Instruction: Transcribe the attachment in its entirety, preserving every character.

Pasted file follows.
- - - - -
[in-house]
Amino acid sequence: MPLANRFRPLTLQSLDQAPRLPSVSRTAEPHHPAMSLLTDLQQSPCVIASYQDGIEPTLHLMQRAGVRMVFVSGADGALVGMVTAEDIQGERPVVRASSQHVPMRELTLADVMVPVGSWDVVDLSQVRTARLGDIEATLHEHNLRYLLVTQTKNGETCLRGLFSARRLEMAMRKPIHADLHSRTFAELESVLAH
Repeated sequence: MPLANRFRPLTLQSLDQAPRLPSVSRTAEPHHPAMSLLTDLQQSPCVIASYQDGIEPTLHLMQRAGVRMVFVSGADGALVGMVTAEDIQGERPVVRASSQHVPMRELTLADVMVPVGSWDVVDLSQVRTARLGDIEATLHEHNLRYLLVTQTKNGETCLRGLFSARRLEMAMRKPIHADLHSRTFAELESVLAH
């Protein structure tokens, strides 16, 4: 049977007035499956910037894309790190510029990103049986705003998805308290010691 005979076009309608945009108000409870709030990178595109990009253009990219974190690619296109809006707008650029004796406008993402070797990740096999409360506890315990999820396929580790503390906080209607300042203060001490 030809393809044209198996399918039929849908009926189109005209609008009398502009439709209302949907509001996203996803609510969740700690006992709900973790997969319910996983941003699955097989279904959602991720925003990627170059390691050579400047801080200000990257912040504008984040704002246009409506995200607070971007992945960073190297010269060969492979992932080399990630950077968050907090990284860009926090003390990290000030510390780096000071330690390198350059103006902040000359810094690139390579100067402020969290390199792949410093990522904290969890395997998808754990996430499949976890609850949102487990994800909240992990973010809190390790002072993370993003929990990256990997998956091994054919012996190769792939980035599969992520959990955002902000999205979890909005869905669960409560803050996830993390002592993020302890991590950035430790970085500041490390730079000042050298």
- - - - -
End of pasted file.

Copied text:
[in-house]
Amino acid sequence: MPLANRFRPLTLQSLDQAPRLPSVSRTAEPHHPAMSLLTDLQQSPCVIASYQDGIEPTLHLMQRAGVRMVFVSGADGALVGMVTAEDIQGERPVVRASSQHVPMRELTLADVMVPVGSWDVVDLSQVRTARLGDIEATLHEHNLRYLLVTQTKNGETCLRGLFSARRLEMAMRKPIHADLHSRTFAELESVLAH
Repeated sequence: MPLANRFRPLTLQSLDQAPRLPSVSRTAEPHHPAMSLLTDLQQSPCVIASYQDGIEPTLHLMQRAGVRMVFVSGADGALVGMVTAEDIQGERPVVRASSQHVPMRELTLADVMVPVGSWDVVDLSQVRTARLGDIEATLHEHNLRYLLVTQTKNGETCLRGLFSARRLEMAMRKPIHADLHSRTFAELESVLAH
């Protein structure tokens, strides 16, 4: 049977007035499956910037894309790190510029990103049986705003998805308290010691 005979076009309608945009108000409870709030990178595109990009253009990219974190690619296109809006707008650029004796406008993402070797990740096999409360506890315990999820396929580790503390906080209607300042203060001490 030809393809044209198996399918039929849908009926189109005209609008009398502009439709209302949907509001996203996803609510969740700690006992709900973790997969319910996983941003699955097989279904959602991720925003990627170059390691050579400047801080200000990257912040504008984040704002246009409506995200607070971007992945960073190297010269060969492979992932080399990630950077968050907090990284860009926090003390990290000030510390780096000071330690390198350059103006902040000359810094690139390579100067402020969290390199792949410093990522904290969890395997998808754990996430499949976890609850949102487990994800909240992990973010809190390790002072993370993003929990990256990997998956091994054919012996190769792939980035599969992520959990955002902000999205979890909005869905669960409560803050996830993390002592993020302890991590950035430790970085500041490390730079000042050298």